Post by Peter Holmes »

popeye1945 wrote: Mon Jan 24, 2022 2:07 pm Flash,

The physical world is an objective world, an objective world is a meaningless world, and it remains so in the absence of a conscious subject. The physical world is not a myth on its own, on its own it is meaningless. Biological consciousness feels, thinks, understands, and imagines thus is able to create in that outer world manifestations, moral structures, and systems that are meaningful to itself, for all meaning belongs to a self, a biological consciousness. Biological consciousness creates in the outer world, what it creates in the world becomes objective reality and is still only known to itself and only valued by itself.
Just to jump in here...

Consciousness doesn't 'create in the outer world' so it doesn't create 'objective reality'. Unless, of course, you have evidence for this claim. Features of reality (facts) just exist. And we (conscious beings) can know them and say true things about them. And that's what what we call objectivity amounts to. And the point is, there are no moral structures in reality - which is why morality isn't and can't be objective.
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Terrapin Station
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Re: Is morality objective or subjective?

Post by Terrapin Station »

Peter Holmes wrote: Mon Jan 24, 2022 10:12 am
Terrapin Station wrote: Sat Jan 22, 2022 10:23 pm
Peter Holmes wrote: Sat Jan 22, 2022 3:27 pm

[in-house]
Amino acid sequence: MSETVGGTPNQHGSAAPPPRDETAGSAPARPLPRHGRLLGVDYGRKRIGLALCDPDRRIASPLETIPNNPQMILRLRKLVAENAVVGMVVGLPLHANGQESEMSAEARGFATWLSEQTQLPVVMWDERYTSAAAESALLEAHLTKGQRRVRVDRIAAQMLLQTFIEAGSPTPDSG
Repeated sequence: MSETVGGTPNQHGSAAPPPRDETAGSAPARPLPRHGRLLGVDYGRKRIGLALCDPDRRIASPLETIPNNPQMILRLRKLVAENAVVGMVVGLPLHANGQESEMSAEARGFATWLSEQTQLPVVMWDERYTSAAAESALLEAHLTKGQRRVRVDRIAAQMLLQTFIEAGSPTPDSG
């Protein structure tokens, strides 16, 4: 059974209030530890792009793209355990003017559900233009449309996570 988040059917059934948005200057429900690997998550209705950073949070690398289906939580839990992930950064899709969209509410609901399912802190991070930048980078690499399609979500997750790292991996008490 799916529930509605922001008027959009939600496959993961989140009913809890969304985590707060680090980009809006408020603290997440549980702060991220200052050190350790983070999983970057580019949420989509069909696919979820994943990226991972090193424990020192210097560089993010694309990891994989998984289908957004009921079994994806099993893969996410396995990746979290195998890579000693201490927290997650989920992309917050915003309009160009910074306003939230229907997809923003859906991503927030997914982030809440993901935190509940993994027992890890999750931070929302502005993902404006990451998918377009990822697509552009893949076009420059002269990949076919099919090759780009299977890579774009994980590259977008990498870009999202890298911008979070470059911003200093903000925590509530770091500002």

I thought I'd posted a reply to this, but I can't find it. So sorry if this is repetition.

As a physicalist, I believe that only physical things exist, and that to say non-physical things exist is to equivocate.

If you think things such as truth, knowledge, meaning, intention, identity, justice, and so on - the supposed things that philosophers talk about - are physical things, what empirical evidence do you have for their existence?

And if you think such supposed things are 'mental entities', but that mental entities are physical things, I ask the same question. (Obviously, brains and electrochemical processes are physical things for which we have empirical evidence.)

In other words, for a physicalist, the idea of a mental entity or phenomenon has absolutely no explanatory value. Occam's razor applied.

(Would saying 'X is a physical phenomenon' have any discriminatory value?)
Nope. C'mon man.

You said that you think there are meanings, there is knowledge, etc., right?

Are you saying that there are meanings, there is knowledge, etc., but those things do not exist?
Do you think mathematical objects, such as numbers, exist? Are you a Platonist?

Mathematical language exists, of course. But what and where is the number one?

Claim: 'we say that things such as sentences can have meanings; therefore meanings exist.'

Okay. Does the meaning of a sentence exist in the same way that a sentence exists? If not, what and where is the meaning of a sentence, and in what way does it exist? (Bewitchment by the devices of our language: a noun must be the name of a thing of some kind that exists somewhere, somehow.)

C'mon, man. Critical thinking.